Analytical Response Papers   [PDF]

The purpose of these assignments is three-fold.  First, they give you a chance to work through and solidify ideas that you have about a certain aspect of the text.  Secondly, they communicate your individual thoughts to me about the readings.  Finally, they are a chance for you to practice for the final project.  These will be commented upon on a letter scale, using the grading rubric I’ve provided as a basis for evaluation.  You should feel free to take risks and explore in these responses.  Each response accounts for 20% of your final grade.

Assignment:  Choose one of the suggested texts (focus on only one text: one play, one poem, one prose selection).  Find one aspect of the reading that interests, excites, or frustrates you (a character, a scene, a repetition, an idea) and choose specific textual passages that outline that issue.  Then, critically analyze that issue through the text; in other words, tell me why this aspect is important to understanding the text as a whole.  Use specific examples from the text in order to explore the issue and support your ideas.  Feel free to include ideas from class lecture and class discussion.  (You do not need to do any additional research for these papers.)

You must turn in two analyses during the course of the semester.  Which texts you choose to respond to are up to you, though I strongly suggest turning in as many early in the semester as possible.  You may not write on the same subject twice.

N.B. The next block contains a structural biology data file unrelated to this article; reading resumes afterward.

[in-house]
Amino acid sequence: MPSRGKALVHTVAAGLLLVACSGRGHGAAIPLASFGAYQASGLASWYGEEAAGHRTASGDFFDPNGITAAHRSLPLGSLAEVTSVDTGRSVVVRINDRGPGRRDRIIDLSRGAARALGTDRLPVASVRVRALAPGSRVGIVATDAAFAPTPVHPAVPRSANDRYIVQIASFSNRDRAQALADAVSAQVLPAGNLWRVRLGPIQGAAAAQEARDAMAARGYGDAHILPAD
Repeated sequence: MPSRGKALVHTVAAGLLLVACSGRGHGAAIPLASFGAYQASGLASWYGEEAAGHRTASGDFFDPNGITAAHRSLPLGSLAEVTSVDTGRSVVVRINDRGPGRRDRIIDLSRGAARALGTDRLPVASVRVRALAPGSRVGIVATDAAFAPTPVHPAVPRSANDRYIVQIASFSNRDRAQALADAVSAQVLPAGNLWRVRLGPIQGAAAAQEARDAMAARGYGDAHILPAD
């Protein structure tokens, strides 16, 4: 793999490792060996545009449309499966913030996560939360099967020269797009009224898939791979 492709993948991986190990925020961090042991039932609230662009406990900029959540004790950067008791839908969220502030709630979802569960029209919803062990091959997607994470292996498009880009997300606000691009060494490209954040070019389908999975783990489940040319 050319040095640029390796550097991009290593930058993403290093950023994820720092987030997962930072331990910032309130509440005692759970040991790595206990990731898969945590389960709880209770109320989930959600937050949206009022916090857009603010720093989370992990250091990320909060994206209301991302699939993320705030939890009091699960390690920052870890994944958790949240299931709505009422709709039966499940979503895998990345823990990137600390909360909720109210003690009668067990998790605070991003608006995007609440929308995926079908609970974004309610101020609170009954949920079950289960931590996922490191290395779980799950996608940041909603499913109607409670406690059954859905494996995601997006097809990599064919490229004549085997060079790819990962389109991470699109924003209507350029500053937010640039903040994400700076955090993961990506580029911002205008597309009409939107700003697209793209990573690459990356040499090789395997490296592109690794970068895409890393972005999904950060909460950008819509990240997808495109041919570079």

Due dates:

Week 2:            Response #1 due (Fair Jilt, Fantomina, OR The History of the Nun)

Week 4:            Response #2 due (The History of the Nun, The Wife’s Resentment, The City Jilt, OR

                        “The Lady’s Revenge”)

Week 6:            Response #3 due (The British Recluse, Love Intrigues OR Love in Excess)

Week 8:            Response #4 due (Love in Excess, OR the Reformed Coquette)

Strong responses will:

  • Be well planned and well organized.  Be about 3-4 pages long.
  • Have a controlling idea (a clear thesis statement), be coherent (what you write should make sense), and be cohesive (your ideas should “stick” together logically). Have well-developed paragraphs and sentences.
  • Use the space to analyze the text in terms of the assignment—avoid plot summary.
  • Use specific examples from the text to support your point and critically analyze those examples.
  • Use secondary sources appropriately, accurately, and pertinently.
  • Be properly formatted according to MLA standards (refer to A Pocket Style Manual pages 148-154 for proper formatting).  Please staple your paper together.
  • Be proofread and mechanically correct (no typos, no misspelled words, use correct grammar, punctuate properly etc.)
  • Be enjoyable to read.  This is best accomplished by exploring an idea that interests you.

Helpful Hints:

  • Take notes as you read the texts so that you will have a place to start writing.
  • Set aside enough time; estimate an hour per page.
  • Choose a section of the text that is of interest to you.
  • Prepare a summary or gloss of the section first: if you aren’t sure what is going on, you will have trouble analyzing effectively.
  • Free write for a bit; give yourself a chance to see what you think before you try and organize your ideas for me.
  • Give yourself time to put the response away and come back to it later (at least an hour or two, preferably overnight).  This will help you with ideas and with proofreading.
  • Exchange papers with a classmate and make comments for each other.